Monday, June 28, 2010

Safety review of 15-passenger vans begins 'Deadly' vehicles involved in hundreds of deaths

The federal government has launched a safety review of 15-passenger vans, such as the one that seven students and a teacher in New Brunswick were travelling in when they were killed in January 2008.

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The vans are popular transportation for school boards, sports teams and daycare centres, even though they have a dismal safety record.

Several jurisdictions in Canada and the United States have already conducted safety reviews and found the vans inappropriate for carrying large groups of students.

According to the U.S. National Transportation Safety Board, 1,100 people in the U.S. were killed in single-vehicle rollovers involving the vans between 1992 and 2002.

Reviews found the vans were three times more likely to roll over than any other vehicle.

In the most recent Canadian incident, 13 people were taken to hospital when a 15-passenger van went into a ditch and hit an embankment near Mossbank, Sask., in May.
Coroners declare van 'dangerous'

Last year, a coroner's inquest in British Columbia looked into a March 2007 crash on the Trans-Canada Highway at Abbotsford that resulted in the deaths of three women. .

The coroner's jury recommended that 15-passenger vans be classified as high-risk vehicles.

Following the New Brunswick crash, a coroner's inquest recommended the vans be banned from transporting students to school and to after-school activities.

'The Government of Canada is taking an important step today to improve the safety of field and sports trips across the country'—John Baird, Transportation Minister

Only Quebec, New Brunswick and Nova Scotia followed up on the recommendation.

Experts say the weight of passengers and luggage in the back of the vans places the centre of gravity too far back and too high, making the vehicles difficult to control.

A study by the U.S. National Transportation Safety Board concluded the stability of the vans decrease when fully loaded.

The board recommended that the vans only be driven by trained, experienced drivers who have additional training.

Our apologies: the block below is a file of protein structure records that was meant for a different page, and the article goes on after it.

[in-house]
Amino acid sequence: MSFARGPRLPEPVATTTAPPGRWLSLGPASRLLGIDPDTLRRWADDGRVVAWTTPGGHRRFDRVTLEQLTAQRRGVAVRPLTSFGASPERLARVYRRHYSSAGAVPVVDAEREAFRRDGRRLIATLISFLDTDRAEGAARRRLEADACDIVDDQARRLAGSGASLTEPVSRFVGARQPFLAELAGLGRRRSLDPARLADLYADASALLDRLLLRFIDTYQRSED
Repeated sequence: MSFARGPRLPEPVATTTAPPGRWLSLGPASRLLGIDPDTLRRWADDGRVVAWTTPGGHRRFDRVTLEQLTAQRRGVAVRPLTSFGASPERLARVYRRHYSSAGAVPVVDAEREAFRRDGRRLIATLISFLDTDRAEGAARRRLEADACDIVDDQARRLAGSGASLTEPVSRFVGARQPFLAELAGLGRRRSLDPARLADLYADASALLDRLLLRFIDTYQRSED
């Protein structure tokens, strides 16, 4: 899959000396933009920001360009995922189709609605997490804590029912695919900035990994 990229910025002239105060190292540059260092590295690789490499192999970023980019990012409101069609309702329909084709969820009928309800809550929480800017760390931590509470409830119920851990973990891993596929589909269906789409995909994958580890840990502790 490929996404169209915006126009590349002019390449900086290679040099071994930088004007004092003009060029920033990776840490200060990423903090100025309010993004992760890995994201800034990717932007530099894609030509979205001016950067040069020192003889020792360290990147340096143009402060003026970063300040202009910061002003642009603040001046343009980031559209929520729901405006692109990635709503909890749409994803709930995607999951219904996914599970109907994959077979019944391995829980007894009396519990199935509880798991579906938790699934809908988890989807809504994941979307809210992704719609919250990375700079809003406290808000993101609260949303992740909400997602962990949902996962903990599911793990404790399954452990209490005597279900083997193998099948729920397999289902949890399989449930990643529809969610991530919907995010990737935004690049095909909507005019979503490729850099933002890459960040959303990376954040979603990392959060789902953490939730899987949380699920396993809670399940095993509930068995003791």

In announcing the review, Canada's Transportation Minister John Baird said part of the goal is to increase awareness of passenger safety among school boards.

"Extracurricular school activities are part of the fabric of Canadian society, and the Government of Canada is taking an important step today to improve the safety of field and sports trips across the country," he said.

As part of the safety review the federal government will consult with provincial and territorial governments on improving 15-passenger van safety.

The review will also assess another category of vehicles called multi-function activity buses.

"By launching this review, we can determine the best safety options for students during their trips and help to prevent tragedies on our roads," Baird said.

In May, the MP for the riding where members of the N.B. sports team died introduced a private member's bill to impose a national ban on 15-passenger vans.

Yvon Godin proposed changes to the Criminal Code, which would make it an offence to transport students in vans with more than 10 and fewer than 17 seats.

"There's a problem with that machine and that machine should be removed," Godin said in an interview with CBC News.

He said he's pleased the review is being carried out and is already working with Transport Canada on safety issues.

But he said problems with 15-passenger vans have been well known for some time.

"The clock is ticking and if an accident happens in-between … so why didn't we move faster? I hope the government makes a switch very fast to amend the use of those vans."

The issue will be discussed at a meeting of federal, provincial and territorial ministers in Halifax in September.

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